Prepared by The Western Counties’ Resources Policy Institute
In August of 1994 the Interior Department issued draft regulations dealing with RS 2477 rights-of- way. These regulations were so out of line with established case law, constitutional protections and even the operative Interior Department regulations that they set off a firestorm of opposition and protest. As a result, Congress took the unusual step in each of the next several years of writing into the annual appropriations bills for the Interior Department a prohibition on the implementation of any final RS 2477 regulations without the express authorization of Congress.
The Question At Issue
In the appropriations bill for fiscal 1997, the previous prohibition language was modified in an effort to make the annually-renewed prohibition permanent and avoid spending the time and effort required to impose it on a year-to-year basis. That language, which was Section 108 of that appropriations bill stated:
No final rule or regulation of any agency of the Federal Government pertaining to the recognition, management, or validity of a right-of-way pursuant to Revised Statute 2477 (43 U.S.C. 932) shall take effect unless expressly authorized by an Act of Congress subsequent to the date of enactment of this Act.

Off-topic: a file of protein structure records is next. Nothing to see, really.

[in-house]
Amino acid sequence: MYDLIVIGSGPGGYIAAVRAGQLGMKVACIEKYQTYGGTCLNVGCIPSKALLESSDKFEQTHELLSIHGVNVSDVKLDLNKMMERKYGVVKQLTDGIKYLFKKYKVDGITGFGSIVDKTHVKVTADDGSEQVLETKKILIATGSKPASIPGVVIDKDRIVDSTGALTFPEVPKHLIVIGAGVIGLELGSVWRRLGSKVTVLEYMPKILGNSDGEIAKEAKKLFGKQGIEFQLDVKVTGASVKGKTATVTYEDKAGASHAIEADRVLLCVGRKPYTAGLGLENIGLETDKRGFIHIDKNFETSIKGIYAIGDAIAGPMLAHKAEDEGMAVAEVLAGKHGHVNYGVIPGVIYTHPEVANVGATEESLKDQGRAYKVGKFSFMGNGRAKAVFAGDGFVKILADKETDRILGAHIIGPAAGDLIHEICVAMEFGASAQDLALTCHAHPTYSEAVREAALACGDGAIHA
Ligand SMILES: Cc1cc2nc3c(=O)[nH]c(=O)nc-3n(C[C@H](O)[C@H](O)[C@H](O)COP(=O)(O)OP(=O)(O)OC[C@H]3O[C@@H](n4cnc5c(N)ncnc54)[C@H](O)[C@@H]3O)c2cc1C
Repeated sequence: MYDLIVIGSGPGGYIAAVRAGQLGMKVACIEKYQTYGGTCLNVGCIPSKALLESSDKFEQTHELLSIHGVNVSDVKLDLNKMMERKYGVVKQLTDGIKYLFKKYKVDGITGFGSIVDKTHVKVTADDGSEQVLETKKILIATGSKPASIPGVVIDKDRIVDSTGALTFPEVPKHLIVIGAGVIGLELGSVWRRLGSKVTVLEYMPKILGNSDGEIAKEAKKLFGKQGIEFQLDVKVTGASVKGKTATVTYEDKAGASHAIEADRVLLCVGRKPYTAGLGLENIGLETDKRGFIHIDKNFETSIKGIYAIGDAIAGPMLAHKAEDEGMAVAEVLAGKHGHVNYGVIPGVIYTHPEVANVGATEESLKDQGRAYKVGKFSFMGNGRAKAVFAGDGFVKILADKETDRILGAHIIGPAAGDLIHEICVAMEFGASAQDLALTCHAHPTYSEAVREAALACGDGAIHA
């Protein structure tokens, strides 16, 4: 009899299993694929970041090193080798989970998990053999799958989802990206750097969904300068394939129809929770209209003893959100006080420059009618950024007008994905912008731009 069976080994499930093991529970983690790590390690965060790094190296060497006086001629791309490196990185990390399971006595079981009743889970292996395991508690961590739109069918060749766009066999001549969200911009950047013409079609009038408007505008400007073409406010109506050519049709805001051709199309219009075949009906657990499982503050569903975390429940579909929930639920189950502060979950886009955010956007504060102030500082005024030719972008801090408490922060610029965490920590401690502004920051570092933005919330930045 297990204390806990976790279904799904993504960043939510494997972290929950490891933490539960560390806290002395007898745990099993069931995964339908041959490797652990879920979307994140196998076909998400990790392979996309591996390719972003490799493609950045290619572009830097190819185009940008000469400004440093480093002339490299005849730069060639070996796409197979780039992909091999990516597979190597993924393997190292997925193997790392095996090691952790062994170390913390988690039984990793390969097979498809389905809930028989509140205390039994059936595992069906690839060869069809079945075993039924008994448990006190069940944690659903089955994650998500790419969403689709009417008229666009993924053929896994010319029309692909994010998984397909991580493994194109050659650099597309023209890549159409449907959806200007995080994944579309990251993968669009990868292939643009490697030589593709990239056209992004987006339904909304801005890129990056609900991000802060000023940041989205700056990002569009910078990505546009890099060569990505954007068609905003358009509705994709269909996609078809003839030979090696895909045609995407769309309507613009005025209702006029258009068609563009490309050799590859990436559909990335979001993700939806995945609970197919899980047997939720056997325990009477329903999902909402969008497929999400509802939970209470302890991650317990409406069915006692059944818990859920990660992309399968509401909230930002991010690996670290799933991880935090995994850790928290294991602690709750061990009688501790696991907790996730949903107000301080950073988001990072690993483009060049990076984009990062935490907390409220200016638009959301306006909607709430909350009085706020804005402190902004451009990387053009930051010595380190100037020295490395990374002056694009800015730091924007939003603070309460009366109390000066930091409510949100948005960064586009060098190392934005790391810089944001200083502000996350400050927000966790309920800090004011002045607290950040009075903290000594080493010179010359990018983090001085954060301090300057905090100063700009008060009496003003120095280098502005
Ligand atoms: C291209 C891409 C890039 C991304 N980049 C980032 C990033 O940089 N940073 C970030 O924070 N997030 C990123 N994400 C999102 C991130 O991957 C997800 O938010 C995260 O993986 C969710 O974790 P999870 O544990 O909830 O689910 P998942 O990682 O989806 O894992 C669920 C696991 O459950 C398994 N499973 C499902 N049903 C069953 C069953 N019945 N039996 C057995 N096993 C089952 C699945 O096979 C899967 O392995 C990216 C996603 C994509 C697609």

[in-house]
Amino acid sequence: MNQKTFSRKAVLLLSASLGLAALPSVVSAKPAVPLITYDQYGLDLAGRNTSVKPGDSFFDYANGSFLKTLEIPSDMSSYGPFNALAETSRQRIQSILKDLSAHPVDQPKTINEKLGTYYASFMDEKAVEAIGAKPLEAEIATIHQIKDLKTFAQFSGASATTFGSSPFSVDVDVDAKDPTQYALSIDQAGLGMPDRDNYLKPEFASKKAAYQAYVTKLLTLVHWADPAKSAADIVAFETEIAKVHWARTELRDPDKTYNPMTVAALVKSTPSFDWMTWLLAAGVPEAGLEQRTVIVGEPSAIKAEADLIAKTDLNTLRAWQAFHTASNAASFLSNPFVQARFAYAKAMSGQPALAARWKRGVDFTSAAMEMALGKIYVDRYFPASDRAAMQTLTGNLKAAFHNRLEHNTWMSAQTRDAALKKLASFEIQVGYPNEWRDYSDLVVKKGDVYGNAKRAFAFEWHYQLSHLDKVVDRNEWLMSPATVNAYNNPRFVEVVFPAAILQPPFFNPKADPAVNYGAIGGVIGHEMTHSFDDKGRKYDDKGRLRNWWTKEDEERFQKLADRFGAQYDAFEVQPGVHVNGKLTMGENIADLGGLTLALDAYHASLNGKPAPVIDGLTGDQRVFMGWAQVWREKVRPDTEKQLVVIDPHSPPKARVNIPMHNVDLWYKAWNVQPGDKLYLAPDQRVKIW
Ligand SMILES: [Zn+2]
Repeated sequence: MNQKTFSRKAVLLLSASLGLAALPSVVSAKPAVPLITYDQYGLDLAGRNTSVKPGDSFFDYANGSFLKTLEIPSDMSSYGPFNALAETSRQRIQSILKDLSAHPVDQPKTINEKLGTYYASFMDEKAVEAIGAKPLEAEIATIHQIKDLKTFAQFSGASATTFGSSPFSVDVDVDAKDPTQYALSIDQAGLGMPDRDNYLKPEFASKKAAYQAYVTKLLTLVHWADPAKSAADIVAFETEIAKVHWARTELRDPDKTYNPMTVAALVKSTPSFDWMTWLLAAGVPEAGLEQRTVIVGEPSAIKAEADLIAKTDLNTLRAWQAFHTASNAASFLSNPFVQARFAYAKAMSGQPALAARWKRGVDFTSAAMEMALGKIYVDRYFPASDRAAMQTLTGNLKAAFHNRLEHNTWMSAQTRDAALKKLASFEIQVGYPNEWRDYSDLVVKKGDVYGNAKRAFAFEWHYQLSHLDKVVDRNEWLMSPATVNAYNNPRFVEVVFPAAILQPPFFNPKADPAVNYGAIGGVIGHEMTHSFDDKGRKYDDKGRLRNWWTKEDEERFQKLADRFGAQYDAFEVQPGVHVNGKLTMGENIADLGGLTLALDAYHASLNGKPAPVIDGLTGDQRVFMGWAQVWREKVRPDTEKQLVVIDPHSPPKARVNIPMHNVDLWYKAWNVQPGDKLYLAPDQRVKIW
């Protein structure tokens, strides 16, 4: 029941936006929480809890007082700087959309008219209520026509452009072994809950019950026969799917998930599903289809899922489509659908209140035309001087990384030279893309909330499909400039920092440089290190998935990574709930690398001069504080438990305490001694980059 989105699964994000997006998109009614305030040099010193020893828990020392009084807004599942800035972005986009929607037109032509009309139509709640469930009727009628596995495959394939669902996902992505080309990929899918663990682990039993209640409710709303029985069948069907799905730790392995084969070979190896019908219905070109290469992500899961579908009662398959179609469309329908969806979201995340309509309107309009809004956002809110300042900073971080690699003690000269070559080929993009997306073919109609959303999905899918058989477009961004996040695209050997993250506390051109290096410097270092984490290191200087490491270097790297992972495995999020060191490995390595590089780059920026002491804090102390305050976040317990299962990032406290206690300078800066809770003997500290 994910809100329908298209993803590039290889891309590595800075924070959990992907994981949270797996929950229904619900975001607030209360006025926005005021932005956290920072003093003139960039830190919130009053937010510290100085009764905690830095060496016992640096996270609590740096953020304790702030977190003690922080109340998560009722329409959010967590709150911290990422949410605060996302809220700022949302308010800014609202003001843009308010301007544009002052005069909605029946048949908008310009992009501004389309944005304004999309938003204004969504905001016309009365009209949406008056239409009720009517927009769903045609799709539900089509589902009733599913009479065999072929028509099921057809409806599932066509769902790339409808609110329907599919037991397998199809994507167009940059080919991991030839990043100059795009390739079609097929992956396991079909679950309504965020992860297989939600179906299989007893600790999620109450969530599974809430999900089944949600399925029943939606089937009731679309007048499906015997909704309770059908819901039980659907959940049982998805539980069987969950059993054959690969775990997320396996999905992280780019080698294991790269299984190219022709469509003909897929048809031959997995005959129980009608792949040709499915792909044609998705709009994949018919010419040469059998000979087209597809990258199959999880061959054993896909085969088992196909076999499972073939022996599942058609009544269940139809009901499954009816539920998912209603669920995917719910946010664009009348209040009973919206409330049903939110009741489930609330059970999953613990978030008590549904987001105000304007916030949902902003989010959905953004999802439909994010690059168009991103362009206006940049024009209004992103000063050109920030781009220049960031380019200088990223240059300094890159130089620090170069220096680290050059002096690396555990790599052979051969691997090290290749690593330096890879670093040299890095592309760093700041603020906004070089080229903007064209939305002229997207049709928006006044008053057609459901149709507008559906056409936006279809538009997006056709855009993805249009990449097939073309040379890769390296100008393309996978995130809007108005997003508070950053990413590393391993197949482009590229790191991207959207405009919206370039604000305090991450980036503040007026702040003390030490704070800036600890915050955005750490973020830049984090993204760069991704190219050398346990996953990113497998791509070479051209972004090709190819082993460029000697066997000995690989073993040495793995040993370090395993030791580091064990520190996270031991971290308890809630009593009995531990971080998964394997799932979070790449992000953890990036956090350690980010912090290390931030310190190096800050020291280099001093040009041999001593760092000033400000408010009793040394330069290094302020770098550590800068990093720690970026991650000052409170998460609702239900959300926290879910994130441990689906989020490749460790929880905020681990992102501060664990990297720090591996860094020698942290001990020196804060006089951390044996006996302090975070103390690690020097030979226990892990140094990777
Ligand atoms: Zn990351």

It was unclear whether this language was a permanent prohibition, since appropriations bill must be passed annually. A number of Senators and Members of Congress asked for a ruling by the General Accounting Office (GAO), the agency which, among other duties, sets the accounting standards and practices for the Federal Government. In an August, 1997 letter in response to this request, the GAO replied that in its opinion, this section was permanent law and that it barred any agency from implementing any rule or regulation on RS 2477 unless specifically approved by an Act of Congress.
The Significance of the Opinion
This permanent prohibition language is a substantial procedural victory for counties and all defenders public access rights. By effectively stopping the effort of the Interior Department to undermine RS 2477 rights through the rule making process, Congress has saved counties the expense and uncertainty of challenging final regulations in court. It has also assured that any regulations which would be developed will be thoroughly scrutinized in hearings where the Department would be called upon to defend in depth and in detail every assumption and presumption made. In light of its extreme and indefensible draft regulations, it is highly unlikely that any final regulations produced by this Interior Department could withstand such scrutiny, so they are probably dead. This language also has forced those attempting to undermine RS 2477 rights to try the legislative route and an administration bill has been drafted. However, it also has no chance of passage in its current form.